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Web Rule Language (WRL) Also Needs 'Compact URIs'

From: Mark Birbeck <mark.birbeck@x-port.net>
Date: Sat, 7 Jan 2006 20:20:30 -0000
Message-ID: <6010DA77-42D0-4BF5-ABC0-8A1ED7E9388B@s15.mail.x-port.net>
To: <public-rdf-in-xhtml-tf@w3.org>

Hi everyone,

I hope you all had good breaks, and happy new year.

As part of looking at RulesML [1] I was reading a W3C member submission
called "Web Rule Language (WRL)" [2] and came across this:

  An IRI can be abbreviated to an sQName. Note that the term 'QName' has
  been used, after its introduction in XML [XMLNamespaces], with different
  meanings. The meaning of the term 'QName' as defined in XML got blurred
  after the adoption of the term in RDF. In XML, QNames are simply used to
  qualify local names and thus every name is a tuple <namespace, localname>.
  In RDF, QNames have become abbreviations for URIs, which is different from
  the meaning in XML. WRL adopts a view similar to the RDF-like version of
  QNames, but due to its deviation from the original definition in XML we
  call them sQNames which is short for 'serialized QName'.

This is exactly the motivation we have for CURIEs--that the definitions have
become blurred. The only thing I would disagree with the authors on is that
the use of 'QNames' in RDF should be blamed--it's hard to find a W3C spec
that *isn't* using QNames inappropriately!

What also really caught my eye was that the document goes on to present a
different syntax to the normal 'QNames' one:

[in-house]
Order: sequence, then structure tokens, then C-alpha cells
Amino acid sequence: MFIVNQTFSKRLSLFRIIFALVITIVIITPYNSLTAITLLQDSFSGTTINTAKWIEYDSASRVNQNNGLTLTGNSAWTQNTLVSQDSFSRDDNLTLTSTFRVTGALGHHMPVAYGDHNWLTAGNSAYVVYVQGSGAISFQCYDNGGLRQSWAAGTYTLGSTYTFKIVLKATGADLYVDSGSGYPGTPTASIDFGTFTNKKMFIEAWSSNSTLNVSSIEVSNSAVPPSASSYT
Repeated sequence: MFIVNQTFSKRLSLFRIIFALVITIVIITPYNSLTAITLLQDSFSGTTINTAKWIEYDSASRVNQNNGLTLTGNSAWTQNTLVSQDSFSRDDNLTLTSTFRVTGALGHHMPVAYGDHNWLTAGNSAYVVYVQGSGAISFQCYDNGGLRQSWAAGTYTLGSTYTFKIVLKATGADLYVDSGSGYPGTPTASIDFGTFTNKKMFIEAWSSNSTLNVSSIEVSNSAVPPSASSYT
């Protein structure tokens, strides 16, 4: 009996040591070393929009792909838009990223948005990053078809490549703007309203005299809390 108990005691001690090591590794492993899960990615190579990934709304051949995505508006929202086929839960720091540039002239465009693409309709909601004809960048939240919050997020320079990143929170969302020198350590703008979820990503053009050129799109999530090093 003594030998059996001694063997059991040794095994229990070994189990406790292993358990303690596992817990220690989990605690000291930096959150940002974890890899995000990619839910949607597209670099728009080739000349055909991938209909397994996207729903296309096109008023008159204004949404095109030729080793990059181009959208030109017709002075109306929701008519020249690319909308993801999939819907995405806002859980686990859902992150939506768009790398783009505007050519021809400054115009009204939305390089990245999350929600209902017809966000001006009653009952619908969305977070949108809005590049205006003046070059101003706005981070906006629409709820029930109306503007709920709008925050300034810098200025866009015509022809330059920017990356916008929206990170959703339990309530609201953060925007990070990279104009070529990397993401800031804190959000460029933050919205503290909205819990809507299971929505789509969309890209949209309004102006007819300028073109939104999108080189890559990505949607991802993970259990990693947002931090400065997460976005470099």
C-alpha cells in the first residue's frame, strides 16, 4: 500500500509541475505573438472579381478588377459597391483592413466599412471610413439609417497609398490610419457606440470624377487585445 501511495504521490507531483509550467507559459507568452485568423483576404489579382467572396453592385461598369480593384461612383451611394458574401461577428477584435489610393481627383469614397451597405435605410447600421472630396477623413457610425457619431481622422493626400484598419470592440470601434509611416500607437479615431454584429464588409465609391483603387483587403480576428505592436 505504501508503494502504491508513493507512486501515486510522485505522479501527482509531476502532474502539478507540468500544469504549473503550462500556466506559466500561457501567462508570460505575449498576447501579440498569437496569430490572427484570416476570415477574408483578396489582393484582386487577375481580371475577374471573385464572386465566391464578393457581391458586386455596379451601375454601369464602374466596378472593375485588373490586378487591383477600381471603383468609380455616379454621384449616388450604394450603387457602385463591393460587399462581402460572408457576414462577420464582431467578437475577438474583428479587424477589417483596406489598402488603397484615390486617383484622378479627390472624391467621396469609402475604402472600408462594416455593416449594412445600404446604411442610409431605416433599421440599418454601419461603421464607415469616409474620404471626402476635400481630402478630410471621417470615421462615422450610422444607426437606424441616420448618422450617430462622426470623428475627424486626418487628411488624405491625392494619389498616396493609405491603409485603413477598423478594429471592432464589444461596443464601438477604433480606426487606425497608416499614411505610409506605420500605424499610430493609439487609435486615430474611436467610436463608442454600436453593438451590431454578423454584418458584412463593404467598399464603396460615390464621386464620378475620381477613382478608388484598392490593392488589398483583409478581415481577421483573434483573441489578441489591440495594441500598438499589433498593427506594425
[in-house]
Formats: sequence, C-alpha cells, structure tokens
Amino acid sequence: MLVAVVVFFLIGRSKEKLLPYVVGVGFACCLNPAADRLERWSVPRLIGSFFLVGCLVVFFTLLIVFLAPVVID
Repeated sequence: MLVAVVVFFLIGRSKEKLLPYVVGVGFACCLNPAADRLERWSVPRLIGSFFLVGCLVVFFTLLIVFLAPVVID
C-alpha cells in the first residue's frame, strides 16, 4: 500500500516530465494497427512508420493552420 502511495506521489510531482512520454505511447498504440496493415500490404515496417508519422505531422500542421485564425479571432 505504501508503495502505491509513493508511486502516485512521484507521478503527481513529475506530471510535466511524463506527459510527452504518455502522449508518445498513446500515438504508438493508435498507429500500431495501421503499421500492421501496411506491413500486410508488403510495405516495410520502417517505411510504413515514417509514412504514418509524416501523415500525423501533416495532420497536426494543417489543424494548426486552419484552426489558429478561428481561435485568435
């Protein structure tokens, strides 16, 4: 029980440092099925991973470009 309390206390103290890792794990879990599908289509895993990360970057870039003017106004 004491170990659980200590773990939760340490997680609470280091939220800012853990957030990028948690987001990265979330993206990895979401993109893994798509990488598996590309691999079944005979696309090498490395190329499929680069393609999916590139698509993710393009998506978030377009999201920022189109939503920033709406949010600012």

An sQName consists of two parts, namely, the namespace prefix and the
  local part. WRL allows two distinct ways to write sQNames. sQName can
  be seen as a datatype and thus it has an associated datatype wrapper,
  namely, _sqname (see also Appendix A), which has two arguments: namespace
  and localname. Because sQNames are very common in WRL specifications,
  WRL allows a short syntax for sQNames. An sQName can simply be written
  using a namespace prefix and a localname, separated by a hash ('#'):
  namespace_prefix#localname. It is also possible to omit the namespace
  prefix and the hash symbol. In this case, the name is defined in the
  default namespace.

I'm not suggesting that we stray from using the colon as the separator--I
just thought it was interesting that they have chosen to avoid the QName
syntax altogether, and it might provoke some thoughts.



[1] www.ruleml.org/spec
[2] http://www.w3.org/Submission/WRL/

Mark Birbeck
x-port.net Ltd.

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Received on Saturday, 7 January 2006 20:21:04 UTC

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